I used to think that a good virtual learning environment was the one that was the most flexible. If the technology could enable it, it should enable it. But I could not understand why so few of Sussex tutors ever explored the options that were possible.
In 2009 my new colleague Stuart Lamour introduced me to a fundamental principle of form usability – tutors did not want more options, they wanted less! They did not want to be exposed to the complexity of what was possible, they just wanted a few simple options that would make their lives easier.
Throughout our Moodle we have forms with options that are rarely used. We are slowly going through these and making them simpler to use. In this blog post I illustrate how I have simplified the enrolments settings of the course settings form using user experience design patterns, intelligent defaults and progressive disclosure.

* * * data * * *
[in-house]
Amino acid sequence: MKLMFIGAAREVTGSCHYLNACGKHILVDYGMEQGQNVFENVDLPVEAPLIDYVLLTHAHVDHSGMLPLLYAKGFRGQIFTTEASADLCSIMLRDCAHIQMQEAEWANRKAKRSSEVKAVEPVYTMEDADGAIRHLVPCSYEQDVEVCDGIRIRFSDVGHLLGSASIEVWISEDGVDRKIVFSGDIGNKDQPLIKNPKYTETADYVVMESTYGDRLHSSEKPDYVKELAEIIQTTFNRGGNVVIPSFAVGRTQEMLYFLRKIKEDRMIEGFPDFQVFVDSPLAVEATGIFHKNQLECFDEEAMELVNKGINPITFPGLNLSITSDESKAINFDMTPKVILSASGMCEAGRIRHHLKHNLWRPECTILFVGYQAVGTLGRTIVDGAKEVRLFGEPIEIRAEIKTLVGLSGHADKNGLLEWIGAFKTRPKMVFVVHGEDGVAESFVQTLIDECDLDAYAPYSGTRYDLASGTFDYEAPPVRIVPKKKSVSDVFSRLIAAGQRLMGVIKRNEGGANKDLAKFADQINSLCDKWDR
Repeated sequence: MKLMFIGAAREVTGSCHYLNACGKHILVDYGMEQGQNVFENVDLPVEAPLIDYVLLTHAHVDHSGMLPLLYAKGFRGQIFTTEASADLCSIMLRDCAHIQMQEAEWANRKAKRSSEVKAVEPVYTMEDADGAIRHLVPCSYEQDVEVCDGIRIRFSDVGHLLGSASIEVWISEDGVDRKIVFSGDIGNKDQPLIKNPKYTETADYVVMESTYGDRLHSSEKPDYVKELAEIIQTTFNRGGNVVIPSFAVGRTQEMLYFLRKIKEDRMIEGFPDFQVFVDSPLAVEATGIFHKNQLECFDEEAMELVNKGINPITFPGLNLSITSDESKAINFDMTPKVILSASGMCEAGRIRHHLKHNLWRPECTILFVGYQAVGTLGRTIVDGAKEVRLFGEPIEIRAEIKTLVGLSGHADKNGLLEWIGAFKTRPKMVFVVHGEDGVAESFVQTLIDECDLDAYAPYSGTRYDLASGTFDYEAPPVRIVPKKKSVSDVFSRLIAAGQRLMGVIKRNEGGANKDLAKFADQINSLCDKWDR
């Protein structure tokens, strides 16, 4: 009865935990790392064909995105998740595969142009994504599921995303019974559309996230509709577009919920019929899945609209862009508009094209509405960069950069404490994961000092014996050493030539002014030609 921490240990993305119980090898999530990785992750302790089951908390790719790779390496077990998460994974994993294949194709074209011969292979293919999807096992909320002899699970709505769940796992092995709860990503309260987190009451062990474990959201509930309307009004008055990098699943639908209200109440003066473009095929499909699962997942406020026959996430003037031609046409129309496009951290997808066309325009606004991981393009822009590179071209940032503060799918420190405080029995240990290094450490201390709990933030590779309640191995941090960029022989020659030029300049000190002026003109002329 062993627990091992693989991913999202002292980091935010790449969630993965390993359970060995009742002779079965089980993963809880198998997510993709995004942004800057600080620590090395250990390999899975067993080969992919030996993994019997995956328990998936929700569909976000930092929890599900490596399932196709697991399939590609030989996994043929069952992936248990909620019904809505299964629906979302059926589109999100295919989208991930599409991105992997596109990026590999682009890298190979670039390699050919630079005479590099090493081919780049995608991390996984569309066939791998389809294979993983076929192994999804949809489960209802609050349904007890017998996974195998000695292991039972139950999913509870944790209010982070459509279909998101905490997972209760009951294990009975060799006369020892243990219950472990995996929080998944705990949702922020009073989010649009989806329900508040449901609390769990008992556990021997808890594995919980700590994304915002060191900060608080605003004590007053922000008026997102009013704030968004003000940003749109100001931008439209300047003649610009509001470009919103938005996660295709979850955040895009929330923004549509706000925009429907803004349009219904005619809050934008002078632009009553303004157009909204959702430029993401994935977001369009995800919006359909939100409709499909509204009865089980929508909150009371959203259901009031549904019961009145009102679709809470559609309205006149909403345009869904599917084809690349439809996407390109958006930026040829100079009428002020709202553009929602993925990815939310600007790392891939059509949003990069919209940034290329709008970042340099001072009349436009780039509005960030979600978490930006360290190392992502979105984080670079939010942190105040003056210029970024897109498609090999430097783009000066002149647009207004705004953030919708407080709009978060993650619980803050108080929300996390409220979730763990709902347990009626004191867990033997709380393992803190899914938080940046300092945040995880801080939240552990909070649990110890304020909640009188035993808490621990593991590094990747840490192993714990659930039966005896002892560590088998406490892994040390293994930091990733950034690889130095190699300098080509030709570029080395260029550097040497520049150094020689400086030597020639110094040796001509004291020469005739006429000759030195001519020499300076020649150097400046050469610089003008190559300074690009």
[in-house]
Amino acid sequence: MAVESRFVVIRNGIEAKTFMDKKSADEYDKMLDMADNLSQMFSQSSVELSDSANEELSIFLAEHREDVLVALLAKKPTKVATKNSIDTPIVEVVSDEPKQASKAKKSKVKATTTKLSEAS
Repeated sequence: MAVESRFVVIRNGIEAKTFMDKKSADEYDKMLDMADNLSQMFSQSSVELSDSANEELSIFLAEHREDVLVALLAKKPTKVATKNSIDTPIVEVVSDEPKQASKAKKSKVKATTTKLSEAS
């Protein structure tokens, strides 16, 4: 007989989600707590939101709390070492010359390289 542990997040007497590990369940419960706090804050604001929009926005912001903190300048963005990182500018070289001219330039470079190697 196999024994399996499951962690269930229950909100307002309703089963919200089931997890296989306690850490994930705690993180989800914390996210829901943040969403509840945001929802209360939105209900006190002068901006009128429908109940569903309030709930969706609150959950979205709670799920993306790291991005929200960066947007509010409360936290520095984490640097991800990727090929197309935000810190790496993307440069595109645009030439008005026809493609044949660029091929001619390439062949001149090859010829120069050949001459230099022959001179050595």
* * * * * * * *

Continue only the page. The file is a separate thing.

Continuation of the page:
The first thing we did was to split up the course settings form and put the various sections on to different pages. These were all available through another Sussex development – the course administration dashboard.
Many enrolment options were not relevant to courses that were created and populated by the automated course feed. As a result the vast majority of courses only need four enrolment options – does it allow guest access, is it enrollable, and if so, do guests or enrolling users need a key and what role do enrolling users enter with.
Those courses which have been created manually and manage their enrolments in other ways need more enrolment options. These include: is it a meta course, is the enrolment period between a date range, is there an enrolment duration and, if so, are there enrolment expiration notifications.
Many of the options only make sense if another field is set in a certain way, for example if a course is a meta it cannot be enrollable. This means we can enable and disable fields according to other form settings, thus making the form even clearer.
The following video illustrates what we have done, but please note we use some different terms. For example we call Moodle enrolments “subscriptions” to disambiguate from University courses and enrolments to them and we avoid the term “meta course” as we think it will confuse our tutors. Instead we say “take subscriptions from other sites”.